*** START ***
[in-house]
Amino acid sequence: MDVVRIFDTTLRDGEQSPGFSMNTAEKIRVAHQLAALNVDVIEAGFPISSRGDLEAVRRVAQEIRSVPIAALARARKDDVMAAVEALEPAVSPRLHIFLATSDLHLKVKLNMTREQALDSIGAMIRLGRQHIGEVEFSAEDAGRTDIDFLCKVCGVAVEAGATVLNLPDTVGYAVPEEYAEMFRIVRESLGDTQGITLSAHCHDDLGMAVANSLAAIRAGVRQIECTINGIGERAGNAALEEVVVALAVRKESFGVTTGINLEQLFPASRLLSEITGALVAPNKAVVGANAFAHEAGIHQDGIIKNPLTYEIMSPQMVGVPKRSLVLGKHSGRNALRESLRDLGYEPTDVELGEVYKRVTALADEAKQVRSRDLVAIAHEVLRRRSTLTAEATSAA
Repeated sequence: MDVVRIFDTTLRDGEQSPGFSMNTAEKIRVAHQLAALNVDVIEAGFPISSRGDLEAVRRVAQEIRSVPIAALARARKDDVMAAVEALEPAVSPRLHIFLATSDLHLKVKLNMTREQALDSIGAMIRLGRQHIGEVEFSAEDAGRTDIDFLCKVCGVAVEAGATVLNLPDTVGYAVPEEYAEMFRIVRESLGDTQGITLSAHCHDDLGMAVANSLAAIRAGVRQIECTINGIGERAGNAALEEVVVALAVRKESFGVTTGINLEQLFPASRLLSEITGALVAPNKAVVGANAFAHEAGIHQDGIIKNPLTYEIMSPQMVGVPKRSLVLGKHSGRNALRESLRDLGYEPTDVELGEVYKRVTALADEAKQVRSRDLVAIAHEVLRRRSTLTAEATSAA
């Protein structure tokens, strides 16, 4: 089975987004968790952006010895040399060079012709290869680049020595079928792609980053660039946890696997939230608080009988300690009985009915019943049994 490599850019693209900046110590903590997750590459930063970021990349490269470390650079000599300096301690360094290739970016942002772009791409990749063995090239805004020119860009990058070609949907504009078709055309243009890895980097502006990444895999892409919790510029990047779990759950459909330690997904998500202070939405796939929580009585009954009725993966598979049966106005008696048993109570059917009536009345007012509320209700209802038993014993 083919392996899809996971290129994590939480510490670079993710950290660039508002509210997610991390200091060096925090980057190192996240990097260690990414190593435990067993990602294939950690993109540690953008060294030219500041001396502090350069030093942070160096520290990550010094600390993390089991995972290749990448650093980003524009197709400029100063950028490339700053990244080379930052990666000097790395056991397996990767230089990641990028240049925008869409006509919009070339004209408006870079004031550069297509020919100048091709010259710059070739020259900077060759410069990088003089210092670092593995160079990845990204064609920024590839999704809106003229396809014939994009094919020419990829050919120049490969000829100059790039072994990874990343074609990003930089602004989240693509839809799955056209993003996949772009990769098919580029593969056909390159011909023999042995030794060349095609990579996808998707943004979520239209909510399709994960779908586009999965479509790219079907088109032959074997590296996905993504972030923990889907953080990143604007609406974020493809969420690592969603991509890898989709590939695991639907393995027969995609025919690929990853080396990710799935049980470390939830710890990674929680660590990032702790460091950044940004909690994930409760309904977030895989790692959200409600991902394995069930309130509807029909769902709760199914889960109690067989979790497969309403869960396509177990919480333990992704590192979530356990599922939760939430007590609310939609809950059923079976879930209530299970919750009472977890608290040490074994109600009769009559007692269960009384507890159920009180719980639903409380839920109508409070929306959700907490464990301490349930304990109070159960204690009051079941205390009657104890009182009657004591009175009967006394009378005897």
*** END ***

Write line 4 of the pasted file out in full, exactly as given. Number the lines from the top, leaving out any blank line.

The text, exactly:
């Protein structure tokens, strides 16, 4: 089975987004968790952006010895040399060079012709290869680049020595079928792609980053660039946890696997939230608080009988300690009985009915019943049994 490599850019693209900046110590903590997750590459930063970021990349490269470390650079000599300096301690360094290739970016942002772009791409990749063995090239805004020119860009990058070609949907504009078709055309243009890895980097502006990444895999892409919790510029990047779990759950459909330690997904998500202070939405796939929580009585009954009725993966598979049966106005008696048993109570059917009536009345007012509320209700209802038993014993 083919392996899809996971290129994590939480510490670079993710950290660039508002509210997610991390200091060096925090980057190192996240990097260690990414190593435990067993990602294939950690993109540690953008060294030219500041001396502090350069030093942070160096520290990550010094600390993390089991995972290749990448650093980003524009197709400029100063950028490339700053990244080379930052990666000097790395056991397996990767230089990641990028240049925008869409006509919009070339004209408006870079004031550069297509020919100048091709010259710059070739020259900077060759410069990088003089210092670092593995160079990845990204064609920024590839999704809106003229396809014939994009094919020419990829050919120049490969000829100059790039072994990874990343074609990003930089602004989240693509839809799955056209993003996949772009990769098919580029593969056909390159011909023999042995030794060349095609990579996808998707943004979520239209909510399709994960779908586009999965479509790219079907088109032959074997590296996905993504972030923990889907953080990143604007609406974020493809969420690592969603991509890898989709590939695991639907393995027969995609025919690929990853080396990710799935049980470390939830710890990674929680660590990032702790460091950044940004909690994930409760309904977030895989790692959200409600991902394995069930309130509807029909769902709760199914889960109690067989979790497969309403869960396509177990919480333990992704590192979530356990599922939760939430007590609310939609809950059923079976879930209530299970919750009472977890608290040490074994109600009769009559007692269960009384507890159920009180719980639903409380839920109508409070929306959700907490464990301490349930304990109070159960204690009051079941205390009657104890009182009657004591009175009967006394009378005897």